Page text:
14 Feb '18 11:316 edits

I am trying to understand Fitch's paradox of knowability but don't understand it because I don't see any paradox there!

The 'paradox' is supposed to be a challenge to the 'knowability thesis', which states that every truth is, in principle, knowable.

But is that "knowable" only in the present or does that include the future? I initially naturally assumed obviously it must mean the latter but then later got confused into thinking from what wiki says that it may mean only in the present!

Wiki says;

https://en.wikipedia.org/wiki/Fitch%27s_paradox_of_knowability

"...

Proof (of the paradox);

Suppose p is a sentence that is an unknown truth; that is, the sentence p is true, but it is not known that p is true. In such a case, the sentence "the sentence p is an unknown truth" is true; ..."

OK, so far so good.

But then it says;

"...and, if all truths are knowable, it should be possible to know that "p is an unknown truth". ..."

OK, But is that supposed to be "possible to know that "p is an unknown truth" in the present or in the future?

Then it says;

"...But this isn't possible, because as soon as we know "p is an unknown truth", we know that p is true, ..."

At this point it looses me completely;

How does us knowing "p is an unknown truth" logically imply that "we know that p is true"?

Where is the contradiction in us knowing "p is an unknown truth" and "we DON'T know that p is true"?

Please somebody enlighten me...

The 'paradox' is supposed to be a challenge to the 'knowability thesis', which states that every truth is, in principle, knowable.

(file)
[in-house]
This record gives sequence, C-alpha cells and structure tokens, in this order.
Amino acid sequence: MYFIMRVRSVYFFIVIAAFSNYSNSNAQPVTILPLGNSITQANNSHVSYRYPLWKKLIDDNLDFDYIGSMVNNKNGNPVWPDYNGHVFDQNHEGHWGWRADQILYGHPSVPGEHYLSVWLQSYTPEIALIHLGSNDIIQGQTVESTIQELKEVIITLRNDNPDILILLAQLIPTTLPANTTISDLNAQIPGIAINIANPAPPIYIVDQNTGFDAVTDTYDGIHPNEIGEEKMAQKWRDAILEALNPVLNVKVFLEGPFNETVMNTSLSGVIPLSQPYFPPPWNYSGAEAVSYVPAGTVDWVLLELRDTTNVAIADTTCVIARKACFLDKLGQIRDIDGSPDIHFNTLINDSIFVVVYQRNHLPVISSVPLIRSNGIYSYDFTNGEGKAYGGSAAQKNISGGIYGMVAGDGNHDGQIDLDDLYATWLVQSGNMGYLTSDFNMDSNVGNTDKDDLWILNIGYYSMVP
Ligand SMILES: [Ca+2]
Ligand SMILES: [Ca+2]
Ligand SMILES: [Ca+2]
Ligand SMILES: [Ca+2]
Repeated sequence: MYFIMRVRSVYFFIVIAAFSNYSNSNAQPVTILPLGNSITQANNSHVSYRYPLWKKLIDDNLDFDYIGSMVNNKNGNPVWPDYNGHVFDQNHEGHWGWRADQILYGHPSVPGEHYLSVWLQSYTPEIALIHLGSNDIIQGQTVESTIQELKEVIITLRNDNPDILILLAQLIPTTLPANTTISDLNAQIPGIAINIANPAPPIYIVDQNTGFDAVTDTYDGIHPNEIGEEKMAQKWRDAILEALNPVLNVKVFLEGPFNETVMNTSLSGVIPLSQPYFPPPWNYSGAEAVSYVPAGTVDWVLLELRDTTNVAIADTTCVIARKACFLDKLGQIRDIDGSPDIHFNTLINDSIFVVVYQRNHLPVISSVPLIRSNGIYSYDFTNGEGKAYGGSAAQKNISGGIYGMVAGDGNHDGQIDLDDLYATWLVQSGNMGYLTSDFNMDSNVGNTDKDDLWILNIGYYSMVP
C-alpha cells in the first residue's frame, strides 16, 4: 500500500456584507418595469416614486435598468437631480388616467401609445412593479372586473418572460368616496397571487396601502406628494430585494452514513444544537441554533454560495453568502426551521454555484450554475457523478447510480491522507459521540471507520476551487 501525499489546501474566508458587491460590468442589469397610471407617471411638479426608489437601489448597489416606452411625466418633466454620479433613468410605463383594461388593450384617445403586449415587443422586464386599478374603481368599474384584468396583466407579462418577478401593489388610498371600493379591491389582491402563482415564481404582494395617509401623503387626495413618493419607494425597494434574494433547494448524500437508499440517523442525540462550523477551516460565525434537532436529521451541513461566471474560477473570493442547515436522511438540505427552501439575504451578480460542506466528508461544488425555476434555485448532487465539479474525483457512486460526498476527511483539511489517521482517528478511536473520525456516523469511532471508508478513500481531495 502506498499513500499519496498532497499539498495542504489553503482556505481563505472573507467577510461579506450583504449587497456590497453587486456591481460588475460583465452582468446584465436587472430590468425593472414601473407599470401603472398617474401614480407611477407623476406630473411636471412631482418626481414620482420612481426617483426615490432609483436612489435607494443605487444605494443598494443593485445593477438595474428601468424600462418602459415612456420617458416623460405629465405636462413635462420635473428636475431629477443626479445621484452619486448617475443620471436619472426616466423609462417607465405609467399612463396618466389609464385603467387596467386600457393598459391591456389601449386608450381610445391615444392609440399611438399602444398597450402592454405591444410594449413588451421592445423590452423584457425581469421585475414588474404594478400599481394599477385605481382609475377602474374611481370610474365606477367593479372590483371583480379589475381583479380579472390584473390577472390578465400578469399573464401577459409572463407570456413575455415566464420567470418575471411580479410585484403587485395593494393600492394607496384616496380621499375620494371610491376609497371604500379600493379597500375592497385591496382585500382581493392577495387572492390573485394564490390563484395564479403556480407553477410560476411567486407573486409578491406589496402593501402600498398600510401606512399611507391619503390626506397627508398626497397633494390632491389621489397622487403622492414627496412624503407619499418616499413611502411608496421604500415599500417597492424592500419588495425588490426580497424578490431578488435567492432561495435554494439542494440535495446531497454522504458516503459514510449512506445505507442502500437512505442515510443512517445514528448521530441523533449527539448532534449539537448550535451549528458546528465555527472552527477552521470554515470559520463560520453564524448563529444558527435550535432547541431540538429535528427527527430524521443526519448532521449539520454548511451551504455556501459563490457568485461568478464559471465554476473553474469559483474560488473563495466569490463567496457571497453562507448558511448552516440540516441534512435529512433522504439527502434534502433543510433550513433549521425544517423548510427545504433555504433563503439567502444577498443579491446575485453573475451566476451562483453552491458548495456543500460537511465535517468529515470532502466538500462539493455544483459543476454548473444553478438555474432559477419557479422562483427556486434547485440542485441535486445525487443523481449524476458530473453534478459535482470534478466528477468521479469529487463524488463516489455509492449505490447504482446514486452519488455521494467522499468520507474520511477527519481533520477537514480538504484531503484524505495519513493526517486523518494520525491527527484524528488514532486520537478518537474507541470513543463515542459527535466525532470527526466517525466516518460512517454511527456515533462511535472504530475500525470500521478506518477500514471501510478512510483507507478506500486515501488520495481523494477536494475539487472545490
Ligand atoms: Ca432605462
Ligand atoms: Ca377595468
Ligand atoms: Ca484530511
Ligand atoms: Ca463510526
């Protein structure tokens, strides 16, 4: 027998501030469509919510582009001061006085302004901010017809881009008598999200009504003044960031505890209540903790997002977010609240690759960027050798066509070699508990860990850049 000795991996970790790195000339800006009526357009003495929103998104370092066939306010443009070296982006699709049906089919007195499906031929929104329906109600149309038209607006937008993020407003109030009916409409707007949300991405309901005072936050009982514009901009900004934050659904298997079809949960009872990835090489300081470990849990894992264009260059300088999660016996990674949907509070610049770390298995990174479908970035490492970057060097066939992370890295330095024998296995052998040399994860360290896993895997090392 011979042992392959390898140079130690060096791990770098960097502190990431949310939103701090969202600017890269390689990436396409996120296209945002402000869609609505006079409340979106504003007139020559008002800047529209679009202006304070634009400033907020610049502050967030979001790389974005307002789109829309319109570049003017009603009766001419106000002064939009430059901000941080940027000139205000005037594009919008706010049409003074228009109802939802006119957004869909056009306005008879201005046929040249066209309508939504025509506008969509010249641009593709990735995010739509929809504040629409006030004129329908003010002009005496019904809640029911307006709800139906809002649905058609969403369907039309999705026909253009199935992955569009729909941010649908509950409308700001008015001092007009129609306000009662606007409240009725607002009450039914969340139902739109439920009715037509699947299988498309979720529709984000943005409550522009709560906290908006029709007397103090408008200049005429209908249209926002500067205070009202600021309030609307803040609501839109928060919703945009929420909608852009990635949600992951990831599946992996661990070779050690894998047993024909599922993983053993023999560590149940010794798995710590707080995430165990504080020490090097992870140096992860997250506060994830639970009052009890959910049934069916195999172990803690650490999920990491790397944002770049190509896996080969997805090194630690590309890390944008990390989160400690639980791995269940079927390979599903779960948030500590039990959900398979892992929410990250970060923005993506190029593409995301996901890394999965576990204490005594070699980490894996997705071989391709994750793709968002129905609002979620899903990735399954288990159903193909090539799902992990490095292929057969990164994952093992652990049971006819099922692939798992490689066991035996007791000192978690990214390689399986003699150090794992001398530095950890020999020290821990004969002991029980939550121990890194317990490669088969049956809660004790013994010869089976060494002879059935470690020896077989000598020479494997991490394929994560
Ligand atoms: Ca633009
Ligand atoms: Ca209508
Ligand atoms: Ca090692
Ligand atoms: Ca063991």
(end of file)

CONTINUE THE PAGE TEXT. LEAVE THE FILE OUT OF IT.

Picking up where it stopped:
But is that "knowable" only in the present or does that include the future? I initially naturally assumed obviously it must mean the latter but then later got confused into thinking from what wiki says that it may mean only in the present!

Wiki says;

https://en.wikipedia.org/wiki/Fitch%27s_paradox_of_knowability

"...

Proof (of the paradox);

Suppose p is a sentence that is an unknown truth; that is, the sentence p is true, but it is not known that p is true. In such a case, the sentence "the sentence p is an unknown truth" is true; ..."

OK, so far so good.

But then it says;

"...and, if all truths are knowable, it should be possible to know that "p is an unknown truth". ..."

OK, But is that supposed to be "possible to know that "p is an unknown truth" in the present or in the future?

Then it says;

"...But this isn't possible, because as soon as we know "p is an unknown truth", we know that p is true, ..."

At this point it looses me completely;

How does us knowing "p is an unknown truth" logically imply that "we know that p is true"?

Where is the contradiction in us knowing "p is an unknown truth" and "we DON'T know that p is true"?

Please somebody enlighten me...